Defeating Trumpism with Faith


A faith based article written by a guest writer

Past U.S. President Dwight Eisenhower once said: “A people that value privileges above principles, soon lose both.” It is true, indeed, that we have become a people seeking progression, however, we are a divided people; an occupied people.

Notwithstanding Eisenhower’s comment and, apart from the fact that the US. Dollar has the statement, “One nation under God” written all over it, it is safe to say that the United States of America has never been more divided than it is in this day and age. Politicians out-trumping each other in battles of words that inevitably lead to battles of lost souls, this world is becoming darker by the minute; and no Tesla invention can help fix that…. Trump has divided a nation. He has pitted communities, races and faiths against one another.

This fire between us is not a source of light; but rather, a source of detachment; division; one that leads to apartheid. Please take a good moment to compare what the past U.S. President has said with what the current President is saying (and will no doubt continue to say).

In my humble opinion, having someone like Trump around isn’t problematic in itself, but, having someone like Trump around with millions of followers is an issue. Especially it becomes an issue when Trump has the authority and access on nuclear codes and their possible consequences. There were Presidents before Trump who authorised the use of nuclear weapons, so understand, that I am not attacking Trump, per se, but rather, the Trumpistic mentality, for it spreads quickly. Very quickly.

When we—as a people—finally start calling for bridges instead of walls and togetherness instead of division, all will unite in peace – and the mentality of bigotry will fall, along with the trolls that propound it.

The key to peacefully co-existing is to know one another. God says in the Last Testament (interpretation of meaning): “O mankind, indeed we have created you from a male and female and made you peoples and tribes that you may know one another. Indeed, the most noble of you in the sight of God is the most righteous of you. Indeed, God is Knowing and Acquainted.” (49:13)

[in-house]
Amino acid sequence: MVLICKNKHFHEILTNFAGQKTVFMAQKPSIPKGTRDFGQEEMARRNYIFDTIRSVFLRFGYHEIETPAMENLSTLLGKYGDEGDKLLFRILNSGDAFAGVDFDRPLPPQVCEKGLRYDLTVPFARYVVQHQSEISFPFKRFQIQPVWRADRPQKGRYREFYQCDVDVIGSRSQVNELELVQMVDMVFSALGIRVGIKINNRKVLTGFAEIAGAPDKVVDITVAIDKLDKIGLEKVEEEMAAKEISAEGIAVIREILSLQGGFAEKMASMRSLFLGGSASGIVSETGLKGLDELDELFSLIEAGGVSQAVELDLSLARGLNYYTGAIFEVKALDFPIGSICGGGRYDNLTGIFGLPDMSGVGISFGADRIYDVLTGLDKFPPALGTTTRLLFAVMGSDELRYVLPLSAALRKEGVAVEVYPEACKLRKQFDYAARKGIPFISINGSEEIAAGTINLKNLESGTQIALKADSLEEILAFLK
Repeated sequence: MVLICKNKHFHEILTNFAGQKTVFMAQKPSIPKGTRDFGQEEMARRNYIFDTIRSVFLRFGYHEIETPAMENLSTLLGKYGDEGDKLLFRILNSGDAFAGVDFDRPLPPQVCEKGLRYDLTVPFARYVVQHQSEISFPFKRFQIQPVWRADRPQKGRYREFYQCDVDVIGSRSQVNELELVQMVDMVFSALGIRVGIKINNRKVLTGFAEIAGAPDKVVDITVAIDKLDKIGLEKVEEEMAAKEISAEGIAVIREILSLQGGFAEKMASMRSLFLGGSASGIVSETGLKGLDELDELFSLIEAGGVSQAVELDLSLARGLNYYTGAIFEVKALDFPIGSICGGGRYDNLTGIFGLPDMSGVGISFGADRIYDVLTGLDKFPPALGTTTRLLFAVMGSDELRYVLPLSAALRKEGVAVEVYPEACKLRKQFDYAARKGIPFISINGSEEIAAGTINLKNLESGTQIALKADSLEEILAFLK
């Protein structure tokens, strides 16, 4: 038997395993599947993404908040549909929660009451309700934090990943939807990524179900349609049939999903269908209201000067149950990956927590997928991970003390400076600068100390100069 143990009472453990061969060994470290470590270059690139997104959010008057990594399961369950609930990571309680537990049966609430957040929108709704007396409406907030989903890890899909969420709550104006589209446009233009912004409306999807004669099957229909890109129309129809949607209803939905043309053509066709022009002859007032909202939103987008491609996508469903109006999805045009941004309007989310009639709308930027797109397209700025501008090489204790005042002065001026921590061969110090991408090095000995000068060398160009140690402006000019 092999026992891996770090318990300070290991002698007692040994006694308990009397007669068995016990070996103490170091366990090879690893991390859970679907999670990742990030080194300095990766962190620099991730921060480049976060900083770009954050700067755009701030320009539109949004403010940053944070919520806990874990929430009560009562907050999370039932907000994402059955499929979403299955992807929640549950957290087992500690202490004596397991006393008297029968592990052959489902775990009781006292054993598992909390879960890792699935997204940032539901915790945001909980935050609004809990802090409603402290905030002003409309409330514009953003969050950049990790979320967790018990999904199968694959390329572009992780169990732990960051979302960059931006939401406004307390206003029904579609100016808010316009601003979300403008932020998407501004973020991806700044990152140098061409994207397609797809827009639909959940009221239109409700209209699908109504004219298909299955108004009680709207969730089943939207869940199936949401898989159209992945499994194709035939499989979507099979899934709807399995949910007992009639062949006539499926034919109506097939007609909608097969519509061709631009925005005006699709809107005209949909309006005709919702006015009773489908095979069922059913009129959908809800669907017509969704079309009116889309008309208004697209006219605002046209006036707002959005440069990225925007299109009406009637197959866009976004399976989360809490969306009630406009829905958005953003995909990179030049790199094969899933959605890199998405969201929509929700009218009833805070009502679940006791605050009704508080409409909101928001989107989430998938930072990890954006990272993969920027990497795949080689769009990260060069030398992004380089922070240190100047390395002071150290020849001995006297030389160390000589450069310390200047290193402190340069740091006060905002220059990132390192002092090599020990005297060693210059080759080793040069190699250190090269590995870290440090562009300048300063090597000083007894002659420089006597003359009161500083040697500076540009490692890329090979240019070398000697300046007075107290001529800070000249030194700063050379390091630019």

If somebody’s faith does not sound logical to you—after reading about it with the pure intention to understand it—then the basic minimum service you must offer that person is your respect, for if it is lacked, it is a reflection of your values, and your inability to be a good and just person.

Respect is an element we must all have and be willing to provide to whoever we meet. I must acknowledge, some religions may contain illogical and unscientific [Divine] verses, but that is why we must be able to differentiate between what truly is Divine, and what is not.

Does confusion give one the right to doubt the remaining words of God, or the Holy Messengers who upon them those Words were revealed, or to mock the people who choose to follow these Messengers? The answer is a simple ‘no’. Understanding other people’s faiths gives you the ability to connect and unify with them; to make a bigger and better society and to progress forward, together.

Let’s be real here. Not all religions agree with modern-day science, but we should not forget that modern-day science does not agree with yesterday’s science. It wasn’t long ago when it was a fact that the Earth was flat, and the moon emitted light. But those who understood the [true] words of God, knew otherwise.

No one has a right to judge another. To understand is to unite. To unite is to progress. To journey forward together is to be human.


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